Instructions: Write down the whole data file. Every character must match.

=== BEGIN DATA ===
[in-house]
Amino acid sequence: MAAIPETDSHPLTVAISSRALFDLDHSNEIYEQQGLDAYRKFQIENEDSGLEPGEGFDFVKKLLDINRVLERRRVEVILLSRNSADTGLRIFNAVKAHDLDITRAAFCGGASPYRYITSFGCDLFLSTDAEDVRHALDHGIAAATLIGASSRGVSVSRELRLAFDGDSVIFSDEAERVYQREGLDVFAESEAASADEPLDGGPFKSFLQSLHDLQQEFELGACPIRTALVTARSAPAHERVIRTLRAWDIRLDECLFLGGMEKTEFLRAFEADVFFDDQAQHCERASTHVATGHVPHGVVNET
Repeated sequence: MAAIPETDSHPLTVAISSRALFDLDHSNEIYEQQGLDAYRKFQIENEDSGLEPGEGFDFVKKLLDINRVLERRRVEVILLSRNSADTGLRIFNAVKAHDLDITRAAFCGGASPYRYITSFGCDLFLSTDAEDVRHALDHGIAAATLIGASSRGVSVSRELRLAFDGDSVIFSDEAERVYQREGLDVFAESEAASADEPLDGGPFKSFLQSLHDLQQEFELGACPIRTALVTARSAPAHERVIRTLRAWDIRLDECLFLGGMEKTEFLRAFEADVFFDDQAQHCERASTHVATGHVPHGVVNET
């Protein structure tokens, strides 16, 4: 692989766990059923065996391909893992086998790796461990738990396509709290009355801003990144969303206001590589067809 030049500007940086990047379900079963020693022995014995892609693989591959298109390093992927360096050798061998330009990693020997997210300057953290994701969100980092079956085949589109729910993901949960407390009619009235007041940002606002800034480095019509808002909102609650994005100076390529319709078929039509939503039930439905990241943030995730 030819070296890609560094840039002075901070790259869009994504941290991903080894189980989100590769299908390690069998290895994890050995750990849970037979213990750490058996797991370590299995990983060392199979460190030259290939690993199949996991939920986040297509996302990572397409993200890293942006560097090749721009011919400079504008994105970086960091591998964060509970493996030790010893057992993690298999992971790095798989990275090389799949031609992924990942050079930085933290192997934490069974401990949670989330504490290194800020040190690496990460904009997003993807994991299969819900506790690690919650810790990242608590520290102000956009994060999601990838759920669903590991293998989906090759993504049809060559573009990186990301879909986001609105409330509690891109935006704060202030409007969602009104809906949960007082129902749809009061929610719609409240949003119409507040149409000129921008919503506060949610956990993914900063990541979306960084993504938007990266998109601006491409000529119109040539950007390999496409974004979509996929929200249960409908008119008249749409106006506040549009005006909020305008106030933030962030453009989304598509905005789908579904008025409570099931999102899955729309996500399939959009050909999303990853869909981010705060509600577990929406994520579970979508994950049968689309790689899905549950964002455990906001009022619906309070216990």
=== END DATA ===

[in-house]
Amino acid sequence: MAAIPETDSHPLTVAISSRALFDLDHSNEIYEQQGLDAYRKFQIENEDSGLEPGEGFDFVKKLLDINRVLERRRVEVILLSRNSADTGLRIFNAVKAHDLDITRAAFCGGASPYRYITSFGCDLFLSTDAEDVRHALDHGIAAATLIGASSRGVSVSRELRLAFDGDSVIFSDEAERVYQREGLDVFAESEAASADEPLDGGPFKSFLQSLHDLQQEFELGACPIRTALVTARSAPAHERVIRTLRAWDIRLDECLFLGGMEKTEFLRAFEADVFFDDQAQHCERASTHVATGHVPHGVVNET
Repeated sequence: MAAIPETDSHPLTVAISSRALFDLDHSNEIYEQQGLDAYRKFQIENEDSGLEPGEGFDFVKKLLDINRVLERRRVEVILLSRNSADTGLRIFNAVKAHDLDITRAAFCGGASPYRYITSFGCDLFLSTDAEDVRHALDHGIAAATLIGASSRGVSVSRELRLAFDGDSVIFSDEAERVYQREGLDVFAESEAASADEPLDGGPFKSFLQSLHDLQQEFELGACPIRTALVTARSAPAHERVIRTLRAWDIRLDECLFLGGMEKTEFLRAFEADVFFDDQAQHCERASTHVATGHVPHGVVNET
């Protein structure tokens, strides 16, 4: 692989766990059923065996391909893992086998790796461990738990396509709290009355801003990144969303206001590589067809 030049500007940086990047379900079963020693022995014995892609693989591959298109390093992927360096050798061998330009990693020997997210300057953290994701969100980092079956085949589109729910993901949960407390009619009235007041940002606002800034480095019509808002909102609650994005100076390529319709078929039509939503039930439905990241943030995730 030819070296890609560094840039002075901070790259869009994504941290991903080894189980989100590769299908390690069998290895994890050995750990849970037979213990750490058996797991370590299995990983060392199979460190030259290939690993199949996991939920986040297509996302990572397409993200890293942006560097090749721009011919400079504008994105970086960091591998964060509970493996030790010893057992993690298999992971790095798989990275090389799949031609992924990942050079930085933290192997934490069974401990949670989330504490290194800020040190690496990460904009997003993807994991299969819900506790690690919650810790990242608590520290102000956009994060999601990838759920669903590991293998989906090759993504049809060559573009990186990301879909986001609105409330509690891109935006704060202030409007969602009104809906949960007082129902749809009061929610719609409240949003119409507040149409000129921008919503506060949610956990993914900063990541979306960084993504938007990266998109601006491409000529119109040539950007390999496409974004979509996929929200249960409908008119008249749409106006506040549009005006909020305008106030933030962030453009989304598509905005789908579904008025409570099931999102899955729309996500399939959009050909999303990853869909981010705060509600577990929406994520579970979508994950049968689309790689899905549950964002455990906001009022619906309070216990």